Epiphyllum ackermanii, Teonochtli as Hylocereus undatus, Peyotl as Lophophora williamsii (now commonly known as "peyote"), as well as several types of Tecomitl as Mammil-laria, Echinocactus, and Ferocactus species. The Florentino Codex also includes information on two columnar cacti, one of them called Netzolli, which is probably Escontria chiotilla, and Teunochtli, which could be a species of Stenocereus (Casas et al. 1999a). The books of Francisco Hernández in the 16th century describe several species of cacti utilized as medicine, among them several species of Opuntia, two columnar cacti identified as Myrtillocactus geometrizans, and a possible Stenocereus species called Teonochtli (Hernández 1959). The Geographic Relations of the XVI Century described the cultivation of Opuntia species for the production of cochineal and contains a reference to the columnar cactus Teonochtli, the "Relation of Acatlán" (Acuña 1985). Based on these sources, cacti were clearly utilized as food (fruits, young stems, and in some cases the flowers and seeds) and medicine (fruits, stems, and roots).
In the 16th century, Oviedo y Valdés (1535) and Sahagún (1985) described how the harvest of fruits of Opuntia spp. and columnar cacti was crucial for subsistence of some pre-Columbian and post-Conquest peoples from northern and central Mexico. For example, indigenous people migrated during the summer from the coast of the Gulf of Mexico to the highlands of the northern plateau, looking for the fruits of platyopuntias. In this region, people stayed for two months, migrating from place to place consuming fruits.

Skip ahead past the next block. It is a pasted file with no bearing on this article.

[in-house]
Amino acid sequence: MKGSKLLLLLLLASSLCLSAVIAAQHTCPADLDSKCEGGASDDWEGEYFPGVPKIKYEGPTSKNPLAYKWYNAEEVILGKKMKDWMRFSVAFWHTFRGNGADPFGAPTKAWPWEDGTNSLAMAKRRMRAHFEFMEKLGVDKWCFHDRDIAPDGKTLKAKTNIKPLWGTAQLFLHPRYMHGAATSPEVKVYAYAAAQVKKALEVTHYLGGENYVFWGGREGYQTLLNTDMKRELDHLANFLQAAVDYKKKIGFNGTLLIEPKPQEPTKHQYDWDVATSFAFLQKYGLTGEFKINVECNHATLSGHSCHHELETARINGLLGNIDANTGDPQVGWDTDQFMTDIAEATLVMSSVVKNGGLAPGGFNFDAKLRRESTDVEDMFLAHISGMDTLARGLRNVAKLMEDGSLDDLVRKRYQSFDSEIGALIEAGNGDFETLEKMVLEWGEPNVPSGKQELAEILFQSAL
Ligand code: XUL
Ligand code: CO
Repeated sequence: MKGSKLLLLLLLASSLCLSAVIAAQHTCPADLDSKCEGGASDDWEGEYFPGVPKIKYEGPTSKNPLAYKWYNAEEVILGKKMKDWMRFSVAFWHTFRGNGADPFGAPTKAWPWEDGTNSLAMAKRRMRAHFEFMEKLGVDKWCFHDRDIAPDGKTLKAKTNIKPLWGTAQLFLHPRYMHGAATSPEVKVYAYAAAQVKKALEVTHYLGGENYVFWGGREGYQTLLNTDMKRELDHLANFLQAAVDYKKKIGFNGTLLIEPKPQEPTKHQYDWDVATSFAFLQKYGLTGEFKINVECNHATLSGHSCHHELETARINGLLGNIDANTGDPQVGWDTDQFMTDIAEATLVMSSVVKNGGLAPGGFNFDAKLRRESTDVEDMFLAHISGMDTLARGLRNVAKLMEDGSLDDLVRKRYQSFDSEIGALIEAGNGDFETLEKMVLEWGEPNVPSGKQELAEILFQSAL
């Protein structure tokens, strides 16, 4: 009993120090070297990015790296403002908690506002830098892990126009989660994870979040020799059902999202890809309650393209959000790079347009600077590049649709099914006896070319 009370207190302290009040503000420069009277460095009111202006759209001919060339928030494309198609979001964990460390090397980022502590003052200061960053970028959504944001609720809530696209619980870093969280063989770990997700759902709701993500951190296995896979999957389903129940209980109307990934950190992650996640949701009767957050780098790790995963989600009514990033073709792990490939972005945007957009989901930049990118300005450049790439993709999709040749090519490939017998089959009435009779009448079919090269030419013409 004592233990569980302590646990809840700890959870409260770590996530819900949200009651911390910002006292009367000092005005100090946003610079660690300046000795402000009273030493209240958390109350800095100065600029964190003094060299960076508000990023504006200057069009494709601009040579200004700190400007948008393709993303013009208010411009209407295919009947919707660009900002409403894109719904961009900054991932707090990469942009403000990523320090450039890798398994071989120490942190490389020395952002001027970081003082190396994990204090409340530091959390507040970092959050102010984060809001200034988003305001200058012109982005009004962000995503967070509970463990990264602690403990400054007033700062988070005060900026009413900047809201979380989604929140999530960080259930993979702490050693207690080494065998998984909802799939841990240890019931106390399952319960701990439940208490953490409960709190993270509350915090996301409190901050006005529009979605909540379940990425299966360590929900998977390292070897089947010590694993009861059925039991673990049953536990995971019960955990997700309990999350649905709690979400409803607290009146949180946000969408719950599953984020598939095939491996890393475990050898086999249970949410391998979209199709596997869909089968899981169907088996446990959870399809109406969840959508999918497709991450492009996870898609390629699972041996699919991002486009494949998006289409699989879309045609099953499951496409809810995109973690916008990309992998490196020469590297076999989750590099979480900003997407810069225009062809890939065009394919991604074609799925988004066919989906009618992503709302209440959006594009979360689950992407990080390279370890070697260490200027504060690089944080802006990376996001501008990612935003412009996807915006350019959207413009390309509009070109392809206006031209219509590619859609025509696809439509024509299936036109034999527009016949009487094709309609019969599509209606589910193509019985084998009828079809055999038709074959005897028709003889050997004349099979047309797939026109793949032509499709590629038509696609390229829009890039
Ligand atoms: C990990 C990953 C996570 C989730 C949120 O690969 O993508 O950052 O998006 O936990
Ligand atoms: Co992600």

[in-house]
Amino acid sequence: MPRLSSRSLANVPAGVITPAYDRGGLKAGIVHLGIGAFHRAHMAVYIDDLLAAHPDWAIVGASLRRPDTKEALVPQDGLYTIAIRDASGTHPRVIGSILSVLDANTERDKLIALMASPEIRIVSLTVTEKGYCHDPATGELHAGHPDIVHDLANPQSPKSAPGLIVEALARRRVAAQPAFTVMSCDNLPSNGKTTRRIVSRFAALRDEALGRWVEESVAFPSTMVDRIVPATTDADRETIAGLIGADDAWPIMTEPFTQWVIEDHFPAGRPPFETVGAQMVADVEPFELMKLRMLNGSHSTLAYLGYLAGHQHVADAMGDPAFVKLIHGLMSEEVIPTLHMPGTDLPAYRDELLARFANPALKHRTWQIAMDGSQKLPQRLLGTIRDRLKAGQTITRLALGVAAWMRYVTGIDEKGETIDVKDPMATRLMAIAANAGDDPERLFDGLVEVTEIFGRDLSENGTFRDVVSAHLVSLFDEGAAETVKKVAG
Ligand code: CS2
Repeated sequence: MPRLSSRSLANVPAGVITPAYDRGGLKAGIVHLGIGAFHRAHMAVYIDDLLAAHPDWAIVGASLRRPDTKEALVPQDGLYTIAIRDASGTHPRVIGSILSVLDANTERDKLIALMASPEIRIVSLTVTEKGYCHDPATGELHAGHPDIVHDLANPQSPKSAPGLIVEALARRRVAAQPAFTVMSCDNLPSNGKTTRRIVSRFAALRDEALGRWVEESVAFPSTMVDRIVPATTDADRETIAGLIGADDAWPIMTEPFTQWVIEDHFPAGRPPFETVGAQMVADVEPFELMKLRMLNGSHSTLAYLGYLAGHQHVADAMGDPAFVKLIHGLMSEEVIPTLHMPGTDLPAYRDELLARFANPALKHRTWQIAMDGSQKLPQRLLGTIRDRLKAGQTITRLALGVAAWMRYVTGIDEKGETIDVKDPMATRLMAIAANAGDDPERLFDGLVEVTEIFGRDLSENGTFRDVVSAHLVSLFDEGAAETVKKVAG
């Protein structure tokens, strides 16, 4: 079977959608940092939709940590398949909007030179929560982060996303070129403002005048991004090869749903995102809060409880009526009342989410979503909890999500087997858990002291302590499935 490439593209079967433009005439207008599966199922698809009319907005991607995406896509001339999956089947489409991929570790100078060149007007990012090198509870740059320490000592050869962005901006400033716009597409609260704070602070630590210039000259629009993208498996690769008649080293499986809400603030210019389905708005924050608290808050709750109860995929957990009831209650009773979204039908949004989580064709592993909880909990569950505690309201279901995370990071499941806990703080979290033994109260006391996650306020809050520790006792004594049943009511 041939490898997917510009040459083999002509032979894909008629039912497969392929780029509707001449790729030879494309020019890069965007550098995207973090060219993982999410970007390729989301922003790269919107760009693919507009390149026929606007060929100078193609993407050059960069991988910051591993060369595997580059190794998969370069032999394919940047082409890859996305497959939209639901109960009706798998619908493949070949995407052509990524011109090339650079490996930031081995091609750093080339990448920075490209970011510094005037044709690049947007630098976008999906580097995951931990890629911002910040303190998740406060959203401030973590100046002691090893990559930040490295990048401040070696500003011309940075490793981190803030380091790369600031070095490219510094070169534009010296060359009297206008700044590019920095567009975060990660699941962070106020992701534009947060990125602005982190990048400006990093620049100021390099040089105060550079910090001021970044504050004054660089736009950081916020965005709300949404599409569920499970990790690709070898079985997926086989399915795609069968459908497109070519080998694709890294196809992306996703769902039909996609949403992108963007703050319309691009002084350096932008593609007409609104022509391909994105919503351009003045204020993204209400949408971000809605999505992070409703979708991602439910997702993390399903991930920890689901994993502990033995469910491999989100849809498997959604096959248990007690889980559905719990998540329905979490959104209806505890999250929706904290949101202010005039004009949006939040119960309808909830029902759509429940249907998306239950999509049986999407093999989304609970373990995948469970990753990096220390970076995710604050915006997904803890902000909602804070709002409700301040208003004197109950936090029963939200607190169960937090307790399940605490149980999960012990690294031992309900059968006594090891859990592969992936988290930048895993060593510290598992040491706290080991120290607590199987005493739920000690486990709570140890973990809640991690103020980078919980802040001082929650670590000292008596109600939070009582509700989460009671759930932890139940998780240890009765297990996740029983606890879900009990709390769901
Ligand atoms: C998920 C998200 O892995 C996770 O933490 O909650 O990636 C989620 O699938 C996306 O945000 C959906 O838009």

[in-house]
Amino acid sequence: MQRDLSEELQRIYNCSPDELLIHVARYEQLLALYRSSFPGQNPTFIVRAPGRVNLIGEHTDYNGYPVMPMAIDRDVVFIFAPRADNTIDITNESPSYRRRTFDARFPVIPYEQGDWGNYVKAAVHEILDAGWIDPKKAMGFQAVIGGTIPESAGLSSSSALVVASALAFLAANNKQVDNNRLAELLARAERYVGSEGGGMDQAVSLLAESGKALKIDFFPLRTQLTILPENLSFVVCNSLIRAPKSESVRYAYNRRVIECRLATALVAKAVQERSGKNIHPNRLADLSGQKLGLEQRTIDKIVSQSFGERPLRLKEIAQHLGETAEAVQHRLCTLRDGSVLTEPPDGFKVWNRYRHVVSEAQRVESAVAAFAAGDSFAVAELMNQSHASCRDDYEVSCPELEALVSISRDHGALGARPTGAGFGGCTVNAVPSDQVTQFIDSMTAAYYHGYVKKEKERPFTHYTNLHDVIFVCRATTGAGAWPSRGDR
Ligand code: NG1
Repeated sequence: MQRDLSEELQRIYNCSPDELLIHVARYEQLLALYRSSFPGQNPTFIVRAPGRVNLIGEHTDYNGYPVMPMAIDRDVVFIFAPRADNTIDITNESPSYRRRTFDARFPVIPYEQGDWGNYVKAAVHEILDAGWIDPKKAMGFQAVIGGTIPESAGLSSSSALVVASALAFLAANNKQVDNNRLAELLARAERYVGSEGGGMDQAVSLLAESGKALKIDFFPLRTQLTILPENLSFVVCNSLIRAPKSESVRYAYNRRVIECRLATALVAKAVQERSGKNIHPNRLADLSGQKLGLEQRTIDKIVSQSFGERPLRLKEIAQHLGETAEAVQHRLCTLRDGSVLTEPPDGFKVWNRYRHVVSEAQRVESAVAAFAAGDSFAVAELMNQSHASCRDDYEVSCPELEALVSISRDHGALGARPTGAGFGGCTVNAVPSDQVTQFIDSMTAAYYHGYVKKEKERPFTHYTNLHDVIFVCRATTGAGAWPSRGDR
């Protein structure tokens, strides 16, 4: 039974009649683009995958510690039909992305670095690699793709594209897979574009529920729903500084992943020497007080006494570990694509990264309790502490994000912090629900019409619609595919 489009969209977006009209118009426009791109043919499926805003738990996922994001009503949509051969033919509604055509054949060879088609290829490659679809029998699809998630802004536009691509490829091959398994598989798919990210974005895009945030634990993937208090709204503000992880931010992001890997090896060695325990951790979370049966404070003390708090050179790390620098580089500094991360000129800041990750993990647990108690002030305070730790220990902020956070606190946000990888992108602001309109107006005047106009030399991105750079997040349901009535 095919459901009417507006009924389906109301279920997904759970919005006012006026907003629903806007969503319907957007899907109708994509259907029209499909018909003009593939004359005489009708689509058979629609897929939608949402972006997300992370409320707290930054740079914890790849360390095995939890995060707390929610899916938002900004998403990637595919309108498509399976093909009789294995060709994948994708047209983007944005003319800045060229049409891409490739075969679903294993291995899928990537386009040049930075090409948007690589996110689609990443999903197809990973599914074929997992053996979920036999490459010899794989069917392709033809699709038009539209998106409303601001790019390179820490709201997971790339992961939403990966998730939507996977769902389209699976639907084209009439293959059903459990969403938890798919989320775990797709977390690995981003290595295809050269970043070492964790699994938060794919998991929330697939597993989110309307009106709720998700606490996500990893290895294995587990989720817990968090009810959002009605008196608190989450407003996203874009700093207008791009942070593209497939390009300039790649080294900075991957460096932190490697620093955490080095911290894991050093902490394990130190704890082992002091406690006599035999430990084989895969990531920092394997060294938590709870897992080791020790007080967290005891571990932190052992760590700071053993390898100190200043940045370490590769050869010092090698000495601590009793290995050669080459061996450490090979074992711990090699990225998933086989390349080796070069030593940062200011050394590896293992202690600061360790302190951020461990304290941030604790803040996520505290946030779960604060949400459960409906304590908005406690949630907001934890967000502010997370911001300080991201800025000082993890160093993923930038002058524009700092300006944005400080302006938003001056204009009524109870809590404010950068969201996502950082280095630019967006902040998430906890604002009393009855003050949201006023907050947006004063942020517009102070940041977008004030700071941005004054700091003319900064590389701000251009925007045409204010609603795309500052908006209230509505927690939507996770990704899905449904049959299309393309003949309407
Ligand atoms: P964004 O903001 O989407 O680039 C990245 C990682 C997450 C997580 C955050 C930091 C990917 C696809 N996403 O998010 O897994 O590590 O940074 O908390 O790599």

Smith (1967) considered that species of Opuntia could have been among the first plants subject to human manipulation in the Tehuacán Valley, but no archaeological evidence exists. Apparently, Opuntia was cultivated in the 16th century for the production of cochineal (Opuntia ficus-indica, O. tomentosa var. hernandezii, and Nopalea cochenillifera). However, cultivation of Opuntia and columnar cacti for the production of fruits, as currently occurs, was not clearly recorded. The only document that indicates such cultivation is the book of Sahagún (1985), in which the wild variants are distinguished from others (presumably cultivated). This omission could be because the Spaniards did not consider fruits of cacti as important resources and therefore did not describe them, as was the case for many other plants cultivated by natives (Casas et al. 1999a). Such omission could also be explained if cultivation of these plants started more recently. Further studies can provide information on the changes of cacti under domestication, which would be helpful to estimate the antiquity of cactus domestication.